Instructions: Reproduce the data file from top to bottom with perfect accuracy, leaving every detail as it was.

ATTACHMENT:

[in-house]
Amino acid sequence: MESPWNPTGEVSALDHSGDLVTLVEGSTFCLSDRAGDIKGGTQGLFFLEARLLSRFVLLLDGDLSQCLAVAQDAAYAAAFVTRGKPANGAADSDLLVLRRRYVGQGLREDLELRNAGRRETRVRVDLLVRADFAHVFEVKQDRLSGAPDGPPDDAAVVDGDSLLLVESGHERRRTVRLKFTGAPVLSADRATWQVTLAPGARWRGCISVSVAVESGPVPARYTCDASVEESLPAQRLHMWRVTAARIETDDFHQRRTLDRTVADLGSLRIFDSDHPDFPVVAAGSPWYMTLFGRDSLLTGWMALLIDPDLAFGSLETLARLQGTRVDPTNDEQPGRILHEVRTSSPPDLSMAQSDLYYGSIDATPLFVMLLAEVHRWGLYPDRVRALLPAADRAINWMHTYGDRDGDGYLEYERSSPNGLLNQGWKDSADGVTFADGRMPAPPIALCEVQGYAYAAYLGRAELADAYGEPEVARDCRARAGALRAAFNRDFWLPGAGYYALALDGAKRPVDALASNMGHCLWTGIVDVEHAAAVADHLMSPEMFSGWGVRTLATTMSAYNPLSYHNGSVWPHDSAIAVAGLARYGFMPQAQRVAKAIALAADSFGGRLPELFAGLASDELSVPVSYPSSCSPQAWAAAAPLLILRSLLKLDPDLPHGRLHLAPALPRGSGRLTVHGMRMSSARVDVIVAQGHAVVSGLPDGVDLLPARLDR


[in-house]
Amino acid sequence: MESPWNPTGEVSALDHSGDLVTLVEGSTFCLSDRAGDIKGGTQGLFFLEARLLSRFVLLLDGDLSQCLAVAQDAAYAAAFVTRGKPANGAADSDLLVLRRRYVGQGLREDLELRNAGRRETRVRVDLLVRADFAHVFEVKQDRLSGAPDGPPDDAAVVDGDSLLLVESGHERRRTVRLKFTGAPVLSADRATWQVTLAPGARWRGCISVSVAVESGPVPARYTCDASVEESLPAQRLHMWRVTAARIETDDFHQRRTLDRTVADLGSLRIFDSDHPDFPVVAAGSPWYMTLFGRDSLLTGWMALLIDPDLAFGSLETLARLQGTRVDPTNDEQPGRILHEVRTSSPPDLSMAQSDLYYGSIDATPLFVMLLAEVHRWGLYPDRVRALLPAADRAINWMHTYGDRDGDGYLEYERSSPNGLLNQGWKDSADGVTFADGRMPAPPIALCEVQGYAYAAYLGRAELADAYGEPEVARDCRARAGALRAAFNRDFWLPGAGYYALALDGAKRPVDALASNMGHCLWTGIVDVEHAAAVADHLMSPEMFSGWGVRTLATTMSAYNPLSYHNGSVWPHDSAIAVAGLARYGFMPQAQRVAKAIALAADSFGGRLPELFAGLASDELSVPVSYPSSCSPQAWAAAAPLLILRSLLKLDPDLPHGRLHLAPALPRGSGRLTVHGMRMSSARVDVIVAQGHAVVSGLPDGVDLLPARLDR